So THAT'S Why Your Ears Pop On Airplanes

Doctors break down what causes "airplane ear," how to prevent it, and what to do if it won't go away.
What many call "airplane ear" is also known as ear barotrauma, barotitis media or aerotitis media.
Thomas Barwick via Getty Images
What many call "airplane ear" is also known as ear barotrauma, barotitis media or aerotitis media.

It’s hard to beat the speed and convenience of air travel. Over the course of mere hours, you can traverse thousands of miles over multiple countries.

But sitting in a metal tube in the sky for prolonged periods is not always the most comfortable experience. You have to deal with cramped seats, circulation issues, germs and other less-than-ideal factors.

And then of course, there’s the dreaded effect on your ear ― that uncomfortable and sometimes painful pressure. This phenomenon is so common it even has a name: airplane ear.

Below, doctors break down what you need to know about airplane ear, how to prevent it, and what to do if it won’t go away after you reach the ground.

What is airplane ear?

“Airplane ear is a condition that is caused by a difference in air pressure between the inner ear and the surrounding environment during air travel,” said Dr. John Whyte, chief medical officer at WebMD.

The phenomenon is also known as ear barotrauma, barotitis media or aerotitis media.

“It typically happens during takeoff or landing, causing discomfort and pain in the ears,” Whyte said. “The pressure changes can lead to the eardrum becoming stretched or, in rare cases, even ruptured. This causes pain, which can present as the ears feeling clogged or popping.”

Certain factors can exacerbate symptoms, like having sinus congestion, respiratory infection or allergies. Parts of the ear don’t function as well when you have a stuffy nose, for instance.

“Young kids have a harder time since their ear canals are much smaller,” Whyte said.

Basically, the pain or stress you feel on your ear stems comes from a lack of balance between the air pressure in your ear and in the cabin.

“When the airplane descends, the pressure in the cabin increases,” said Dr. Bradley B. Block, an otolaryngologist-head and neck surgeon and host of the “Physician’s Guide to Doctoring” podcast. “The pressure in your middle ear ― that space behind the ear drum where your ear bones are ― needs to increase as well so it is the same as the surrounding, or ambient, environment. There is a tube that connects the middle ear to the back of the nose called the eustachian tube. This is usually closed and we need to open it in order to get air into the middle ear so the pressure is the same as the airplane cabin.”

What can you do for airplane ear?

“Ways to open the eustachian tube include swallowing, yawning and blowing the nose,” Block said. “Sometimes lozenges or gum are recommended because they cause more salivation, which leads to more swallowing.”

If yawning, swallowing, blowing your nose or chewing gum don’t help equalize the pressure in your ears and relieve symptoms, there are other things you can try.

“The Valsalva maneuver, where one pinches the nose and gently blows while keeping the mouth closed, can also work,” Whyte said. “Over-the-counter decongestants or nasal sprays may assist in relieving congestion, which can change the pressure difference.”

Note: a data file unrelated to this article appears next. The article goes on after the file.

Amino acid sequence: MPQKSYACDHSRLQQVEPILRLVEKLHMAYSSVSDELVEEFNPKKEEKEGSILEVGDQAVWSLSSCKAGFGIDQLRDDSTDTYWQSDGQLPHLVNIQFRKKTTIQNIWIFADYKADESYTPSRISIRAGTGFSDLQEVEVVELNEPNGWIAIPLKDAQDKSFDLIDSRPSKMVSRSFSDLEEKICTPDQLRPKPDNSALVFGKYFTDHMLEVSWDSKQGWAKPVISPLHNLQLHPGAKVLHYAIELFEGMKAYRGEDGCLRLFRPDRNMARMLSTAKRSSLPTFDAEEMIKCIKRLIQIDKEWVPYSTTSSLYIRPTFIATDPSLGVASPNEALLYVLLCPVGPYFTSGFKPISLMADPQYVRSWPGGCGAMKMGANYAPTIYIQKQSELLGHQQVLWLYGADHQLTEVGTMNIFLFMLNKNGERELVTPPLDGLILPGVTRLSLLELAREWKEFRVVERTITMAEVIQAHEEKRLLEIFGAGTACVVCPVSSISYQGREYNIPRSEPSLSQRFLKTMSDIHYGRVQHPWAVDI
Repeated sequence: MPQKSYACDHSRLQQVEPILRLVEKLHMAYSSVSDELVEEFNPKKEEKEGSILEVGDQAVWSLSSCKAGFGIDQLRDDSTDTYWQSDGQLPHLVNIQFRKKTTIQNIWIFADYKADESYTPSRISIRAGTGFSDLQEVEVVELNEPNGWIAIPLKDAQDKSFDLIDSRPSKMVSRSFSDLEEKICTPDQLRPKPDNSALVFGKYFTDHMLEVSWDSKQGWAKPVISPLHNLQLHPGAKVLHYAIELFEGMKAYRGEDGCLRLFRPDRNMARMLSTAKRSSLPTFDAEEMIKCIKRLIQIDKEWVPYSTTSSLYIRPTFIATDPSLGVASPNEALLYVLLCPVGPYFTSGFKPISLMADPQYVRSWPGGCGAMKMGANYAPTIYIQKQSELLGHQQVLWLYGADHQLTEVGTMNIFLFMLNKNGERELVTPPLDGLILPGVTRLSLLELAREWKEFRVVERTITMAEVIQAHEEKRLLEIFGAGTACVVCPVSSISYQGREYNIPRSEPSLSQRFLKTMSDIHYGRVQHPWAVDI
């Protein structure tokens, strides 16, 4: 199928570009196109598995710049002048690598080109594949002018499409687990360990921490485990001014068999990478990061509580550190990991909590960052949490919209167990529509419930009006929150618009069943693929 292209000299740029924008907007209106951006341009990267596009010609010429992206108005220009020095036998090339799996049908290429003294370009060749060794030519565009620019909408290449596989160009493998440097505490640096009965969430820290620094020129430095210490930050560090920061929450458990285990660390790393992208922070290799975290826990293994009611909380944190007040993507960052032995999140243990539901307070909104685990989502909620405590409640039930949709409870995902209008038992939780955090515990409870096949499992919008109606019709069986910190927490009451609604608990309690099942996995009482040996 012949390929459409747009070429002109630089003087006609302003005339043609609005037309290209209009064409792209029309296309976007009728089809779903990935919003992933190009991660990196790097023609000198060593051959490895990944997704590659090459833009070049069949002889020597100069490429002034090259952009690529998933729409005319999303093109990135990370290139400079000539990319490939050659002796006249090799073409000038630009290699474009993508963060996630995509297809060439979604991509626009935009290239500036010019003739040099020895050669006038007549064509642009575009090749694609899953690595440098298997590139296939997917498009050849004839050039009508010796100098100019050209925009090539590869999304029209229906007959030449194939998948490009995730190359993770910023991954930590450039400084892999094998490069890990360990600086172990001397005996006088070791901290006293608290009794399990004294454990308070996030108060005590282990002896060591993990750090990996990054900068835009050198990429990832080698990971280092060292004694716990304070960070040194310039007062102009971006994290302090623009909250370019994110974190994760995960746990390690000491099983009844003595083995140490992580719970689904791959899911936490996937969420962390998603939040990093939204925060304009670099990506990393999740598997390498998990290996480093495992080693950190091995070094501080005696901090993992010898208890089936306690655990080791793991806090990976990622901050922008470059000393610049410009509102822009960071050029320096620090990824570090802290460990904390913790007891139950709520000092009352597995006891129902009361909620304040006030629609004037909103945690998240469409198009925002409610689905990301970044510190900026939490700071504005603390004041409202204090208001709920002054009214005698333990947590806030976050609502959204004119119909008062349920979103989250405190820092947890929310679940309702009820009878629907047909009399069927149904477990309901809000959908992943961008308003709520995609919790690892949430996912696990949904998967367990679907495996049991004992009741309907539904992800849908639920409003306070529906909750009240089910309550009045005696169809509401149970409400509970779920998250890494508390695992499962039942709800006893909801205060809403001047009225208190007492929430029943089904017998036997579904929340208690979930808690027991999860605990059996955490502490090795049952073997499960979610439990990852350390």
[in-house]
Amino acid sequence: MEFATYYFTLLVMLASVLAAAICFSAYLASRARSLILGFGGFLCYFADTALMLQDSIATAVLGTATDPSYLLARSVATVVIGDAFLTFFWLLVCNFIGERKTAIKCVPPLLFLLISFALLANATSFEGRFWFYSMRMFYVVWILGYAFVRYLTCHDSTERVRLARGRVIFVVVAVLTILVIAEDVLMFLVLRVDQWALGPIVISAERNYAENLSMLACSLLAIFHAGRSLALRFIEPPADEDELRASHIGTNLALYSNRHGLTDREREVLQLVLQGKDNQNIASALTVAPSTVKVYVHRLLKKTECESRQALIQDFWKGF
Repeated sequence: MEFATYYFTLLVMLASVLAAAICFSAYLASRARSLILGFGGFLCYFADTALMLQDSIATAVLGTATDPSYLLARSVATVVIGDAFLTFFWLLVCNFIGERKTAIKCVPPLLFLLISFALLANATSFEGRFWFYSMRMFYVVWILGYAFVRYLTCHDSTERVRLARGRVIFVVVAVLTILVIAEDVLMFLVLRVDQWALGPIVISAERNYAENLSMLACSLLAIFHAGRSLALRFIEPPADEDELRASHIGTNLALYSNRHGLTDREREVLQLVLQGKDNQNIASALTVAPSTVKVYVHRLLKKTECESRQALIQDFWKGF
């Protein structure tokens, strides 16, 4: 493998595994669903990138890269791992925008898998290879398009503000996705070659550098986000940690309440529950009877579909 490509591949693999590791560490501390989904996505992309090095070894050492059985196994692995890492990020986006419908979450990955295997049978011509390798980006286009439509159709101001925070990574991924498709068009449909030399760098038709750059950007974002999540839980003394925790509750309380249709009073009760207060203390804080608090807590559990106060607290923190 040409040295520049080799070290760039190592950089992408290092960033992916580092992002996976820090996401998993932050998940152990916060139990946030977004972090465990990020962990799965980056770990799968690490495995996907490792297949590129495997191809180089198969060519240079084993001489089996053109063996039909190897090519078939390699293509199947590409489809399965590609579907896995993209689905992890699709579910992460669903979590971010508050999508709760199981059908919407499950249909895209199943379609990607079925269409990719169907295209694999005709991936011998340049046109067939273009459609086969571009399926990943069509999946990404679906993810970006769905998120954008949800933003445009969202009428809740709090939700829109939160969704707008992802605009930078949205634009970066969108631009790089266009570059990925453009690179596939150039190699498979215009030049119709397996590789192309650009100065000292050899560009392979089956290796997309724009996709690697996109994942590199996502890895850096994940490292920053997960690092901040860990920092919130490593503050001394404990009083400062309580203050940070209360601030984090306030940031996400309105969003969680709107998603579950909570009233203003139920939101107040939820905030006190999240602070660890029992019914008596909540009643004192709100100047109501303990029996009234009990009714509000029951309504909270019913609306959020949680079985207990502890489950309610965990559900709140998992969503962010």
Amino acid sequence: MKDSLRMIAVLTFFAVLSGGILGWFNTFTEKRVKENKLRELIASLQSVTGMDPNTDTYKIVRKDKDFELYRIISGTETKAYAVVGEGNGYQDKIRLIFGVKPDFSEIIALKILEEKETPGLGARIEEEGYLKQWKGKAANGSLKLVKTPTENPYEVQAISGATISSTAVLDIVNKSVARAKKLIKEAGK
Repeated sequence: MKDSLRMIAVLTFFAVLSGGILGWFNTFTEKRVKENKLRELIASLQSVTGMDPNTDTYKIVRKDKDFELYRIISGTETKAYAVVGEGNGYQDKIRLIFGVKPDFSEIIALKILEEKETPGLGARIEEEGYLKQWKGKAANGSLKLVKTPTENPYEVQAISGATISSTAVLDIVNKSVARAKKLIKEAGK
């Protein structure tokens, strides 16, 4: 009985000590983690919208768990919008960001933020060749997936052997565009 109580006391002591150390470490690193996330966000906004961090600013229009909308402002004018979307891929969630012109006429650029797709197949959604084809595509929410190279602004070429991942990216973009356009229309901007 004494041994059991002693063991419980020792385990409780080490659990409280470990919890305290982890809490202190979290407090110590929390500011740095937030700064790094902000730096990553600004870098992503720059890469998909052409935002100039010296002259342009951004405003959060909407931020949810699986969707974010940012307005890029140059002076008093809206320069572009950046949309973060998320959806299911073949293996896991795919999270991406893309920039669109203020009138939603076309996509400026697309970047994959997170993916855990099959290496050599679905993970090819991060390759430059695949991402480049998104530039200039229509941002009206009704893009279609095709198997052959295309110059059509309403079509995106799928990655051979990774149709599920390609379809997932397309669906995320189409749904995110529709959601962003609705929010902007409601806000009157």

How can you prevent airplane ear?

“Preventing airplane ear involves taking precautions before and during flights,” Whyte noted. “Avoiding excessive alcohol consumption, drinking plenty of water and refraining from sleeping during takeoff and landing.”

If you have a stuffy nose, improving nasal function is key to improving ear function.

“This is done by taking a decongestant,” Block said. “Pseudoephedrine can be taken orally, but has some side effects that need to be considered. Topical decongestants can be effective with fewer side effects, like oxymetazoline and phenylephrine.”

He recommended ensuring you take the proper dose to ensure the medications don’t wear off before the plane lands.

“Another way to prevent ‘airplane ear’ is by wearing special ear plugs during descent,” Block added. “These ear plugs have a ceramic filter in them, and because ceramic is porous, it allows a little air to flow through, so the ears have more time to equalize the pressure.”

Basically, earplugs help by slowing down the change in pressure and giving your ears more time to adjust to the shift.

“Swallowing, yawning and gently blowing the nose when the ears start to feel clogged can help the middle ear to remain at the same pressure as the airplane cabin as the plane is descending,” Block said. “If the eustachian tube won’t open as the cabin pressure is increasing during descent, the middle ear pressure starts to drop. The ear drum starts to get sucked in and the stretch of the drum causes pain. The middle ear can fill with fluid, so there is temporary hearing loss.”

He explained that there is “a point of no return” after which the pressure in the middle ear is too low, so there’s a vacuum effect and the eustachian tube won’t open.

“Eventually, the eustachian tube will open and the fluid will resolve, but this can take hours to days and sometimes weeks,” Block added. “Unfortunately, there are no medications that can help expedite recovery, but gently blowing the nose can help the eustachian tube start to open faster.”

If the pain continues long after the plane has landed or you have trouble hearing, seek medical attention to determine the best course of action.

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